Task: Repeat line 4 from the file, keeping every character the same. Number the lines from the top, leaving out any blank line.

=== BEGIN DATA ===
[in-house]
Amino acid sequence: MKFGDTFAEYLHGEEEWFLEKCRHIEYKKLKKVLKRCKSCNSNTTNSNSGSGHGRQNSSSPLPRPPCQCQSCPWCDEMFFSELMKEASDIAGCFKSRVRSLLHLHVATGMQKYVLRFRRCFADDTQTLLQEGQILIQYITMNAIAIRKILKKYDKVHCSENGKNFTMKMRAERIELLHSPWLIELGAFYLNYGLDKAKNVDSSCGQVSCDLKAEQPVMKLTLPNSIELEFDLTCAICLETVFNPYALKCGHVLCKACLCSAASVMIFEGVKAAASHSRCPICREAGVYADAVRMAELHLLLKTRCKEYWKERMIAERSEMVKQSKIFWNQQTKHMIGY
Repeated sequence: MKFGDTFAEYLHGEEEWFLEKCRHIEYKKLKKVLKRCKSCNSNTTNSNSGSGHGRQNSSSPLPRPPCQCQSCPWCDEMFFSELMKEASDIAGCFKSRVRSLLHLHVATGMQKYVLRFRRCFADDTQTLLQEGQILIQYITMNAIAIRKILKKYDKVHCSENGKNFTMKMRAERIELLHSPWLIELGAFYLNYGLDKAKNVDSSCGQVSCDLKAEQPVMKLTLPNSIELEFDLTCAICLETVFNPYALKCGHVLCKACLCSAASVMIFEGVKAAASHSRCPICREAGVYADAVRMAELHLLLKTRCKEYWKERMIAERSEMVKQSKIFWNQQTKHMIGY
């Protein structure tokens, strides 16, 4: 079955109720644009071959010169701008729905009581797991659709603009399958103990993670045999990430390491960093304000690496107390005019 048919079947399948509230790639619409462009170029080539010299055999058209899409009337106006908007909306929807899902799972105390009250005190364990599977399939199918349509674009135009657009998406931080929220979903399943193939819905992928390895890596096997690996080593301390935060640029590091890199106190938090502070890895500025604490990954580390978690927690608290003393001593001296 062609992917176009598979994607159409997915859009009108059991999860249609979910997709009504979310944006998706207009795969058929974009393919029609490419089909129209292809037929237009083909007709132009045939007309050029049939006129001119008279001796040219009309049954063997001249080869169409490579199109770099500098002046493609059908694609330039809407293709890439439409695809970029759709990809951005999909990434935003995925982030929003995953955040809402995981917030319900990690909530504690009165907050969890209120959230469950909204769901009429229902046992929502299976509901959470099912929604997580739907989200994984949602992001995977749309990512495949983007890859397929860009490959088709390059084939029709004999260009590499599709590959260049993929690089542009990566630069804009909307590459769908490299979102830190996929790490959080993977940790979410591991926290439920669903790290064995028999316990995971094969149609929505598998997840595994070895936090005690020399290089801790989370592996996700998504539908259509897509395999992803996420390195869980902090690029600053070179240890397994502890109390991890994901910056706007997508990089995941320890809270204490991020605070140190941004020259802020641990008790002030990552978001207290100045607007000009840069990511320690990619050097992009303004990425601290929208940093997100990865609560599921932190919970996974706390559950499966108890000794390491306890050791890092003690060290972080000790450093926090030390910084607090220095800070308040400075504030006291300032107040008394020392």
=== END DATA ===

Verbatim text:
């Protein structure tokens, strides 16, 4: 079955109720644009071959010169701008729905009581797991659709603009399958103990993670045999990430390491960093304000690496107390005019 048919079947399948509230790639619409462009170029080539010299055999058209899409009337106006908007909306929807899902799972105390009250005190364990599977399939199918349509674009135009657009998406931080929220979903399943193939819905992928390895890596096997690996080593301390935060640029590091890199106190938090502070890895500025604490990954580390978690927690608290003393001593001296 062609992917176009598979994607159409997915859009009108059991999860249609979910997709009504979310944006998706207009795969058929974009393919029609490419089909129209292809037929237009083909007709132009045939007309050029049939006129001119008279001796040219009309049954063997001249080869169409490579199109770099500098002046493609059908694609330039809407293709890439439409695809970029759709990809951005999909990434935003995925982030929003995953955040809402995981917030319900990690909530504690009165907050969890209120959230469950909204769901009429229902046992929502299976509901959470099912929604997580739907989200994984949602992001995977749309990512495949983007890859397929860009490959088709390059084939029709004999260009590499599709590959260049993929690089542009990566630069804009909307590459769908490299979102830190996929790490959080993977940790979410591991926290439920669903790290064995028999316990995971094969149609929505598998997840595994070895936090005690020399290089801790989370592996996700998504539908259509897509395999992803996420390195869980902090690029600053070179240890397994502890109390991890994901910056706007997508990089995941320890809270204490991020605070140190941004020259802020641990008790002030990552978001207290100045607007000009840069990511320690990619050097992009303004990425601290929208940093997100990865609560599921932190919970996974706390559950499966108890000794390491306890050791890092003690060290972080000790450093926090030390910084607090220095800070308040400075504030006291300032107040008394020392």